Every year, organizations hope that statistics for data breaches will improve, that things will be better than the year before. And every year, they are dismayed to discover that even though they’re pulling in new cybersecurity tactics to thwart cyber attacks, so are hackers pulling in new methods to discover their organizations’ weakest vulnerabilities.
It’s frustrating, to say the least. What’s more, it means IT and cybersecurity teams need to plan for the inevitability of a data breach. These incidents aren’t considered worst-case scenario anymore; they’re considered likely. And if businesses are to protect their sensitive data, they need to plan offensively.
The time to wait for a data breach and react after it happens is over. The importance of a data breach response plan is now.
According to a 2018 cybersecurity resilience study from IBM, "77% of business leaders admitted that they don’t have a formal cybersecurity incident response plan that’s applied consistently across their organization." That’s over three-fourths of the organizations that responded to this report. Extrapolate that percentage across the hundreds of thousands of businesses that handle sensitive information in their day-to-day processes, and you can see an unsettling trend occurring.
As data breaches incidents continue to grow, we’re failing to address them at an alarming rate. This costs vulnerable organizations thousands of dollars in fines, plummets overall customer satisfaction scores, and risks the personal details (including credit card information, health records, and social security numbers) of consumers.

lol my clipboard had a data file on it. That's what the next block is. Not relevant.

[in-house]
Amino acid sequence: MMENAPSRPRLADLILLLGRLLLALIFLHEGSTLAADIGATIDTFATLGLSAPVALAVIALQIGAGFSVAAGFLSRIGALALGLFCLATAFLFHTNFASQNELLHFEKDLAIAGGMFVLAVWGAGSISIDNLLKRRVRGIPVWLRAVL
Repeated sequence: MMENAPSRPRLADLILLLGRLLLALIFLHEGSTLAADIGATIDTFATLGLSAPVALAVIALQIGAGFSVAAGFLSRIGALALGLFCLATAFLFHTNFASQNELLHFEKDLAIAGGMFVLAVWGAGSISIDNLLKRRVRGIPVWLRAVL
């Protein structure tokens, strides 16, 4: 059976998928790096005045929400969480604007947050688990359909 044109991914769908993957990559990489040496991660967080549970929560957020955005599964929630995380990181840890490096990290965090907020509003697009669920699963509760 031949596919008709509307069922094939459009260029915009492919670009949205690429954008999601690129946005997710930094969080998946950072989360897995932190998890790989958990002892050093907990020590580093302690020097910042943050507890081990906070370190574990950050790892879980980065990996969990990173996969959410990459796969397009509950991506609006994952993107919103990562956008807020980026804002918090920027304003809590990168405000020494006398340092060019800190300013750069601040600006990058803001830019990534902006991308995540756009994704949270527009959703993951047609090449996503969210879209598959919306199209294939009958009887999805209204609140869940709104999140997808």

What’s the solution? Make creating a response plan (or updating an existing but outdated one) part of your 2019 cybersecurity initiatives. Why? Because having a data breach prevention strategy in your back pocket can help streamline your actions when a cybersecurity incident occurs.
Creating and maintaining a data breach response plan should not be an optional step for IT teams. The causes of a data breach can be complex, all-consuming, and stressful, not to mention expensive. Data breaches can be monumentally expensive, stressful, and challenging to address—and that’s only if you know what steps you need to take to respond. Sailing into 2019 with no response plan and no knowledge of how to address a breach is a recipe for disaster, one many organizations never come back from.
If you’re ready to get started, we can help. Here’s a list of the best incident response plan templates and best practices we could find for 2019’s modern cybersecurity needs.
Security Breach Response Plan Toolkit (International Association of Privacy Professionals)
The International Association of Privacy Professionals (or IAPP) has created a security breach response plan toolkit for any cybersecurity or IT professionals who need to make a thorough plan of attack. It includes a 31-point questionnaire that will guide you in the right direction and next steps that will help turn that direction into a solid and actionable plan for the future.
Data Breach Response Plan (Experian)